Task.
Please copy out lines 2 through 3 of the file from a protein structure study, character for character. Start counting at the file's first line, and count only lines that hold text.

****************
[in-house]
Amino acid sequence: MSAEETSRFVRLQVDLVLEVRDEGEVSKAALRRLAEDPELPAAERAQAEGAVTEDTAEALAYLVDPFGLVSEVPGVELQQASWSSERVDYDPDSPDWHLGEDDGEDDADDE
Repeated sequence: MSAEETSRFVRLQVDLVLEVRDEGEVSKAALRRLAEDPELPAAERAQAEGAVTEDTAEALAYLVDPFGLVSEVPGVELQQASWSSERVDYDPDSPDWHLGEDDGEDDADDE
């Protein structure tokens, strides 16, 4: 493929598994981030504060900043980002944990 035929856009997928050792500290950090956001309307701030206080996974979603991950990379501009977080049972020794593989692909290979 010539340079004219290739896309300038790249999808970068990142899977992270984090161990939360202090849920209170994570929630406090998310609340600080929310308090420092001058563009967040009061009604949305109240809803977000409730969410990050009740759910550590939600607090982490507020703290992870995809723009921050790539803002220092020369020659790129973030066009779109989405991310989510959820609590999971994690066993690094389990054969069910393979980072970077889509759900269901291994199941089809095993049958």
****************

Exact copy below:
Amino acid sequence: MSAEETSRFVRLQVDLVLEVRDEGEVSKAALRRLAEDPELPAAERAQAEGAVTEDTAEALAYLVDPFGLVSEVPGVELQQASWSSERVDYDPDSPDWHLGEDDGEDDADDE
Repeated sequence: MSAEETSRFVRLQVDLVLEVRDEGEVSKAALRRLAEDPELPAAERAQAEGAVTEDTAEALAYLVDPFGLVSEVPGVELQQASWSSERVDYDPDSPDWHLGEDDGEDDADDE